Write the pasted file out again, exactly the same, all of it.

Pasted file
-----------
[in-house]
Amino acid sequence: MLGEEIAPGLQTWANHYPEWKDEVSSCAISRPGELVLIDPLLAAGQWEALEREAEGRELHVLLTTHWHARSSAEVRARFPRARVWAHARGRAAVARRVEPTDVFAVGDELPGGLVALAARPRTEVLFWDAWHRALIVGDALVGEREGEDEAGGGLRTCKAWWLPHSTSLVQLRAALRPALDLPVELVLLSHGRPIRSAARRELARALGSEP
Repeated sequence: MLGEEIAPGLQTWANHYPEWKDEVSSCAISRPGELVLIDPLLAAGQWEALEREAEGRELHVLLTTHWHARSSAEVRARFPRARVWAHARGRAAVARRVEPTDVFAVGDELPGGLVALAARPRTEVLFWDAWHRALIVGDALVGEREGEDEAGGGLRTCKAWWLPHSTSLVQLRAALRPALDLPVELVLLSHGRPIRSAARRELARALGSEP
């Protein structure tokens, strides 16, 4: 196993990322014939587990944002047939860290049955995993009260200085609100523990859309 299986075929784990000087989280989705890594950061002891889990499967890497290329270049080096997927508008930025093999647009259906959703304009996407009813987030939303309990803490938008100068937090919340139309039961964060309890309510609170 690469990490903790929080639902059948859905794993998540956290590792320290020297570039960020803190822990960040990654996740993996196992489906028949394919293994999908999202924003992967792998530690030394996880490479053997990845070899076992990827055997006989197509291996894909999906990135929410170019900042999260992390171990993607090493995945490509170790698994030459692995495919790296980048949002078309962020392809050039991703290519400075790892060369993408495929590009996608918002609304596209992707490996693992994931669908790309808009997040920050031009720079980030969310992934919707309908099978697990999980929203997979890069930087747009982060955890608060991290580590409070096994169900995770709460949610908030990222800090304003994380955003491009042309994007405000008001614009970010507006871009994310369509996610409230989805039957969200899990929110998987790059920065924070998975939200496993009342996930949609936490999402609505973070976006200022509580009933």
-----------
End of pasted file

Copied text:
[in-house]
Amino acid sequence: MLGEEIAPGLQTWANHYPEWKDEVSSCAISRPGELVLIDPLLAAGQWEALEREAEGRELHVLLTTHWHARSSAEVRARFPRARVWAHARGRAAVARRVEPTDVFAVGDELPGGLVALAARPRTEVLFWDAWHRALIVGDALVGEREGEDEAGGGLRTCKAWWLPHSTSLVQLRAALRPALDLPVELVLLSHGRPIRSAARRELARALGSEP
Repeated sequence: MLGEEIAPGLQTWANHYPEWKDEVSSCAISRPGELVLIDPLLAAGQWEALEREAEGRELHVLLTTHWHARSSAEVRARFPRARVWAHARGRAAVARRVEPTDVFAVGDELPGGLVALAARPRTEVLFWDAWHRALIVGDALVGEREGEDEAGGGLRTCKAWWLPHSTSLVQLRAALRPALDLPVELVLLSHGRPIRSAARRELARALGSEP
């Protein structure tokens, strides 16, 4: 196993990322014939587990944002047939860290049955995993009260200085609100523990859309 299986075929784990000087989280989705890594950061002891889990499967890497290329270049080096997927508008930025093999647009259906959703304009996407009813987030939303309990803490938008100068937090919340139309039961964060309890309510609170 690469990490903790929080639902059948859905794993998540956290590792320290020297570039960020803190822990960040990654996740993996196992489906028949394919293994999908999202924003992967792998530690030394996880490479053997990845070899076992990827055997006989197509291996894909999906990135929410170019900042999260992390171990993607090493995945490509170790698994030459692995495919790296980048949002078309962020392809050039991703290519400075790892060369993408495929590009996608918002609304596209992707490996693992994931669908790309808009997040920050031009720079980030969310992934919707309908099978697990999980929203997979890069930087747009982060955890608060991290580590409070096994169900995770709460949610908030990222800090304003994380955003491009042309994007405000008001614009970010507006871009994310369509996610409230989805039957969200899990929110998987790059920065924070998975939200496993009342996930949609936490999402609505973070976006200022509580009933």